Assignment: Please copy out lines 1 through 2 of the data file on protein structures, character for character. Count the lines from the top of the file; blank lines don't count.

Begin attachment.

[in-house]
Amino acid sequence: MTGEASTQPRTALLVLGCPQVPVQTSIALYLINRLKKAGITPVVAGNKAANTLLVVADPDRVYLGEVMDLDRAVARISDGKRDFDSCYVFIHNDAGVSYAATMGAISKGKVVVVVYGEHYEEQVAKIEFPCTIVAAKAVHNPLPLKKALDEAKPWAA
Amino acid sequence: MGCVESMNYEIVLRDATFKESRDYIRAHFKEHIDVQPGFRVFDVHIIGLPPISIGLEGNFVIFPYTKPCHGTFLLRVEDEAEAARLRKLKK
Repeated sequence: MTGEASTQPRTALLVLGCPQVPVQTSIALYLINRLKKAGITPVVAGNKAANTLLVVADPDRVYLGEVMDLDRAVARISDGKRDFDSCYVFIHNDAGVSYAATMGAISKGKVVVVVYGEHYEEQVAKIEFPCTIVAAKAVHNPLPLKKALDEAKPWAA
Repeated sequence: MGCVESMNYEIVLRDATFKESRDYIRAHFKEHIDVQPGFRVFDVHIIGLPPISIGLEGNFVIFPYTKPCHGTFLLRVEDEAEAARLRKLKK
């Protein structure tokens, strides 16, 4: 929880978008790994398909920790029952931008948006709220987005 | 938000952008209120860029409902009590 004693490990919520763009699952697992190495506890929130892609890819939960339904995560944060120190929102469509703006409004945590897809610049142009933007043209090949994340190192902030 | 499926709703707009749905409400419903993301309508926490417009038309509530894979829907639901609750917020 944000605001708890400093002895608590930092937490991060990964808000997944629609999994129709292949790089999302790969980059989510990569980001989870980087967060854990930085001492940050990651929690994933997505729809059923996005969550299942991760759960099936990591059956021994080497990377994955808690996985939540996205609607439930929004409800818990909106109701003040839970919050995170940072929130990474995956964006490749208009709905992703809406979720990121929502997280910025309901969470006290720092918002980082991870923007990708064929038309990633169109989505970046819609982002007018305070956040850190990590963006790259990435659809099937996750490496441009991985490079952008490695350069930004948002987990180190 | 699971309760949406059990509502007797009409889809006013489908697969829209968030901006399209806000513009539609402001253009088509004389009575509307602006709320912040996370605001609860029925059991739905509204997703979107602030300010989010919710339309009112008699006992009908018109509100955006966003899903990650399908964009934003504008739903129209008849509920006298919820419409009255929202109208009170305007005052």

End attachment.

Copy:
[in-house]
Amino acid sequence: MTGEASTQPRTALLVLGCPQVPVQTSIALYLINRLKKAGITPVVAGNKAANTLLVVADPDRVYLGEVMDLDRAVARISDGKRDFDSCYVFIHNDAGVSYAATMGAISKGKVVVVVYGEHYEEQVAKIEFPCTIVAAKAVHNPLPLKKALDEAKPWAA